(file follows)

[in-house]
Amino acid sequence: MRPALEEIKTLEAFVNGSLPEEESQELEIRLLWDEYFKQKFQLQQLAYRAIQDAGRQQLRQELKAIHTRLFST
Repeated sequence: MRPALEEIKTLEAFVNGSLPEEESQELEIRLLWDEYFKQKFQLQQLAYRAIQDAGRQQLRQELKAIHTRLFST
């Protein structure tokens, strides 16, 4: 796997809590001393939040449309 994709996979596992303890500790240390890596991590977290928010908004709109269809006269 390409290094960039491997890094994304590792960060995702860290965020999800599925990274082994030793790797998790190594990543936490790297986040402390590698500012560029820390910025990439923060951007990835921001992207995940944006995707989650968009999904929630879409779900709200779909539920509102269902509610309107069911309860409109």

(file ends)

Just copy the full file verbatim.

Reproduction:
[in-house]
Amino acid sequence: MRPALEEIKTLEAFVNGSLPEEESQELEIRLLWDEYFKQKFQLQQLAYRAIQDAGRQQLRQELKAIHTRLFST
Repeated sequence: MRPALEEIKTLEAFVNGSLPEEESQELEIRLLWDEYFKQKFQLQQLAYRAIQDAGRQQLRQELKAIHTRLFST
């Protein structure tokens, strides 16, 4: 796997809590001393939040449309 994709996979596992303890500790240390890596991590977290928010908004709109269809006269 390409290094960039491997890094994304590792960060995702860290965020999800599925990274082994030793790797998790190594990543936490790297986040402390590698500012560029820390910025990439923060951007990835921001992207995940944006995707989650968009999904929630879409779900709200779909539920509102269902509610309107069911309860409109």